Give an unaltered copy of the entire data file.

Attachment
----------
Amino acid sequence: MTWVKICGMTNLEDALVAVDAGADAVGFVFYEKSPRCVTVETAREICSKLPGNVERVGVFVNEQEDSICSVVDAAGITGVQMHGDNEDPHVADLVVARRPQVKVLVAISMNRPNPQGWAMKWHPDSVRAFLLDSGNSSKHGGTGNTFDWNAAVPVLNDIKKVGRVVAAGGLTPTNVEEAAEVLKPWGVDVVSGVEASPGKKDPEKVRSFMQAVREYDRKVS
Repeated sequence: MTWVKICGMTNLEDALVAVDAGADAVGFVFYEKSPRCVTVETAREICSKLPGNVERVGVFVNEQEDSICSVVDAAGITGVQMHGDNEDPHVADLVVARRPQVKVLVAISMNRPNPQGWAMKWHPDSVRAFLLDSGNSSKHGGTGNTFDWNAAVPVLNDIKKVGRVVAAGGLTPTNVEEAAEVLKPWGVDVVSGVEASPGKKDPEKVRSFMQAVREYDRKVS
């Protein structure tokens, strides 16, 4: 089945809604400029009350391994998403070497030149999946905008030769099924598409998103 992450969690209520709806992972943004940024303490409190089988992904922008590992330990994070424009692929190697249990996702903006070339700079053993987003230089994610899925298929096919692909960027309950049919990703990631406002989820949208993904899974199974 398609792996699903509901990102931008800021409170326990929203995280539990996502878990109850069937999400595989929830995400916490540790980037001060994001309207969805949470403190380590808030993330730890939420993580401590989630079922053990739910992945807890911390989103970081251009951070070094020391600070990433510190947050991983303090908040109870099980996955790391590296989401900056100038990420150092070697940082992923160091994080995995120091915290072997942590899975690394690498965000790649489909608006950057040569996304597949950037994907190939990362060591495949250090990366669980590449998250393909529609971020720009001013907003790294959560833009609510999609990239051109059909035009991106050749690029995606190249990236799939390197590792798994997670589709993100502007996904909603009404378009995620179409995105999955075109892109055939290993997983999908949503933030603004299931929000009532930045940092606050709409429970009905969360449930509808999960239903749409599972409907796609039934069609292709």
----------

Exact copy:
Amino acid sequence: MTWVKICGMTNLEDALVAVDAGADAVGFVFYEKSPRCVTVETAREICSKLPGNVERVGVFVNEQEDSICSVVDAAGITGVQMHGDNEDPHVADLVVARRPQVKVLVAISMNRPNPQGWAMKWHPDSVRAFLLDSGNSSKHGGTGNTFDWNAAVPVLNDIKKVGRVVAAGGLTPTNVEEAAEVLKPWGVDVVSGVEASPGKKDPEKVRSFMQAVREYDRKVS
Repeated sequence: MTWVKICGMTNLEDALVAVDAGADAVGFVFYEKSPRCVTVETAREICSKLPGNVERVGVFVNEQEDSICSVVDAAGITGVQMHGDNEDPHVADLVVARRPQVKVLVAISMNRPNPQGWAMKWHPDSVRAFLLDSGNSSKHGGTGNTFDWNAAVPVLNDIKKVGRVVAAGGLTPTNVEEAAEVLKPWGVDVVSGVEASPGKKDPEKVRSFMQAVREYDRKVS
């Protein structure tokens, strides 16, 4: 089945809604400029009350391994998403070497030149999946905008030769099924598409998103 992450969690209520709806992972943004940024303490409190089988992904922008590992330990994070424009692929190697249990996702903006070339700079053993987003230089994610899925298929096919692909960027309950049919990703990631406002989820949208993904899974199974 398609792996699903509901990102931008800021409170326990929203995280539990996502878990109850069937999400595989929830995400916490540790980037001060994001309207969805949470403190380590808030993330730890939420993580401590989630079922053990739910992945807890911390989103970081251009951070070094020391600070990433510190947050991983303090908040109870099980996955790391590296989401900056100038990420150092070697940082992923160091994080995995120091915290072997942590899975690394690498965000790649489909608006950057040569996304597949950037994907190939990362060591495949250090990366669980590449998250393909529609971020720009001013907003790294959560833009609510999609990239051109059909035009991106050749690029995606190249990236799939390197590792798994997670589709993100502007996904909603009404378009995620179409995105999955075109892109055939290993997983999908949503933030603004299931929000009532930045940092606050709409429970009905969360449930509808999960239903749409599972409907796609039934069609292709």